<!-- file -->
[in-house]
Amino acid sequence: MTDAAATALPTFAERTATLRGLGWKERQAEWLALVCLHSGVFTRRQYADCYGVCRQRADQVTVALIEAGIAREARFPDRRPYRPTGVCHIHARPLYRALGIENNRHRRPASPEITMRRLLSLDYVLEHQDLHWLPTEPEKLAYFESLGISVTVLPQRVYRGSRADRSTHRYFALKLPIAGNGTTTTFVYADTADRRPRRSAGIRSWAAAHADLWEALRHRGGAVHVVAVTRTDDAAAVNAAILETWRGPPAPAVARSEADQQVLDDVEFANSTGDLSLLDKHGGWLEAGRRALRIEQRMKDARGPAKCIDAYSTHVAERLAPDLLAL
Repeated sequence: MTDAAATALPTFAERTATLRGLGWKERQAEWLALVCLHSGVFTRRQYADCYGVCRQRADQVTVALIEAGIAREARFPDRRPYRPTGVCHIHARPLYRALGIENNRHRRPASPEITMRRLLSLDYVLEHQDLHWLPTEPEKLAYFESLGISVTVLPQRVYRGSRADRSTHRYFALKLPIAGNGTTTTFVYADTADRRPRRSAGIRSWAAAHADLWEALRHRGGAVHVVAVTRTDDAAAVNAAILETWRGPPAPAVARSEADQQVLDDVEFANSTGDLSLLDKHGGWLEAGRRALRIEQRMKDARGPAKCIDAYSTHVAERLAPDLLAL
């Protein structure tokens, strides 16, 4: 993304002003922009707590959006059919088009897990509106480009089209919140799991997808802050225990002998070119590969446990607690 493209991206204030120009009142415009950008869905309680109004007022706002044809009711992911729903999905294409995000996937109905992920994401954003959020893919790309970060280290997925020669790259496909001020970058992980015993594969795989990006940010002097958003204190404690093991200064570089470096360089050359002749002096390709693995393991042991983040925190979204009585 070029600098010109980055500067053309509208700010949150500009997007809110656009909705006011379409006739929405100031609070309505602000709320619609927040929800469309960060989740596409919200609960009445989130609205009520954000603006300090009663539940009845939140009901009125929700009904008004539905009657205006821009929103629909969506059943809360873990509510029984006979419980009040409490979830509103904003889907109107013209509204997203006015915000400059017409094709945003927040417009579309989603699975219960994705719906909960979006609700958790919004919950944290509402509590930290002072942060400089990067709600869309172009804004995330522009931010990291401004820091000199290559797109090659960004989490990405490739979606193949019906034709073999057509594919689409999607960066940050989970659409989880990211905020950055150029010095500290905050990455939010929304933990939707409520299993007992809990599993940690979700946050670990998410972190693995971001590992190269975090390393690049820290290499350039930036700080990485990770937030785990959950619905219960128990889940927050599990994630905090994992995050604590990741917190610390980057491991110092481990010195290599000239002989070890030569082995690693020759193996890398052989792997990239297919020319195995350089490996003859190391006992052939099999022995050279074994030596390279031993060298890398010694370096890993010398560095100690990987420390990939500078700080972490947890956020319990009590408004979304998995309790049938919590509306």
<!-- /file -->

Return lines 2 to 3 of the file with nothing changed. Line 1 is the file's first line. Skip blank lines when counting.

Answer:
Amino acid sequence: MTDAAATALPTFAERTATLRGLGWKERQAEWLALVCLHSGVFTRRQYADCYGVCRQRADQVTVALIEAGIAREARFPDRRPYRPTGVCHIHARPLYRALGIENNRHRRPASPEITMRRLLSLDYVLEHQDLHWLPTEPEKLAYFESLGISVTVLPQRVYRGSRADRSTHRYFALKLPIAGNGTTTTFVYADTADRRPRRSAGIRSWAAAHADLWEALRHRGGAVHVVAVTRTDDAAAVNAAILETWRGPPAPAVARSEADQQVLDDVEFANSTGDLSLLDKHGGWLEAGRRALRIEQRMKDARGPAKCIDAYSTHVAERLAPDLLAL
Repeated sequence: MTDAAATALPTFAERTATLRGLGWKERQAEWLALVCLHSGVFTRRQYADCYGVCRQRADQVTVALIEAGIAREARFPDRRPYRPTGVCHIHARPLYRALGIENNRHRRPASPEITMRRLLSLDYVLEHQDLHWLPTEPEKLAYFESLGISVTVLPQRVYRGSRADRSTHRYFALKLPIAGNGTTTTFVYADTADRRPRRSAGIRSWAAAHADLWEALRHRGGAVHVVAVTRTDDAAAVNAAILETWRGPPAPAVARSEADQQVLDDVEFANSTGDLSLLDKHGGWLEAGRRALRIEQRMKDARGPAKCIDAYSTHVAERLAPDLLAL